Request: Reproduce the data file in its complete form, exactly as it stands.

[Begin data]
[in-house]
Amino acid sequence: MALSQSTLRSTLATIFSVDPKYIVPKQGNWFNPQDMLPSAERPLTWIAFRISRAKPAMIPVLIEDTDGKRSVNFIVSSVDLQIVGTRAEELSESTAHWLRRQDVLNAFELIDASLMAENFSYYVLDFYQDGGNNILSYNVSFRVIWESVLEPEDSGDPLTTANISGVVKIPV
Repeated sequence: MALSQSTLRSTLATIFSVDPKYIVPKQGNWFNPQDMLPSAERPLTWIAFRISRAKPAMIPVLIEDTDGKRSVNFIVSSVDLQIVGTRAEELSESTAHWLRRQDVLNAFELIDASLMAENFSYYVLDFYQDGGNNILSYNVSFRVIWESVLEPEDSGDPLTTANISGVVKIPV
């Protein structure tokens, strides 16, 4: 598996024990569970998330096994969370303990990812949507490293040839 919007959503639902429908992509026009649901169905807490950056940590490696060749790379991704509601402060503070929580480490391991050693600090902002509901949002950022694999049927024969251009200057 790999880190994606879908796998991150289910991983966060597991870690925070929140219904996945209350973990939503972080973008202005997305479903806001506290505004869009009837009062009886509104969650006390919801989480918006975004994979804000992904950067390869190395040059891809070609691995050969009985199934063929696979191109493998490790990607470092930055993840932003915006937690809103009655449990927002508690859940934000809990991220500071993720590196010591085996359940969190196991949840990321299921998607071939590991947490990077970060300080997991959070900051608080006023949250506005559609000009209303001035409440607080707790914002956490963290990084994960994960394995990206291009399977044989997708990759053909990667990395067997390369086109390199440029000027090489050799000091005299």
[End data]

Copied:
[in-house]
Amino acid sequence: MALSQSTLRSTLATIFSVDPKYIVPKQGNWFNPQDMLPSAERPLTWIAFRISRAKPAMIPVLIEDTDGKRSVNFIVSSVDLQIVGTRAEELSESTAHWLRRQDVLNAFELIDASLMAENFSYYVLDFYQDGGNNILSYNVSFRVIWESVLEPEDSGDPLTTANISGVVKIPV
Repeated sequence: MALSQSTLRSTLATIFSVDPKYIVPKQGNWFNPQDMLPSAERPLTWIAFRISRAKPAMIPVLIEDTDGKRSVNFIVSSVDLQIVGTRAEELSESTAHWLRRQDVLNAFELIDASLMAENFSYYVLDFYQDGGNNILSYNVSFRVIWESVLEPEDSGDPLTTANISGVVKIPV
């Protein structure tokens, strides 16, 4: 598996024990569970998330096994969370303990990812949507490293040839 919007959503639902429908992509026009649901169905807490950056940590490696060749790379991704509601402060503070929580480490391991050693600090902002509901949002950022694999049927024969251009200057 790999880190994606879908796998991150289910991983966060597991870690925070929140219904996945209350973990939503972080973008202005997305479903806001506290505004869009009837009062009886509104969650006390919801989480918006975004994979804000992904950067390869190395040059891809070609691995050969009985199934063929696979191109493998490790990607470092930055993840932003915006937690809103009655449990927002508690859940934000809990991220500071993720590196010591085996359940969190196991949840990321299921998607071939590991947490990077970060300080997991959070900051608080006023949250506005559609000009209303001035409440607080707790914002956490963290990084994960994960394995990206291009399977044989997708990759053909990667990395067997390369086109390199440029000027090489050799000091005299």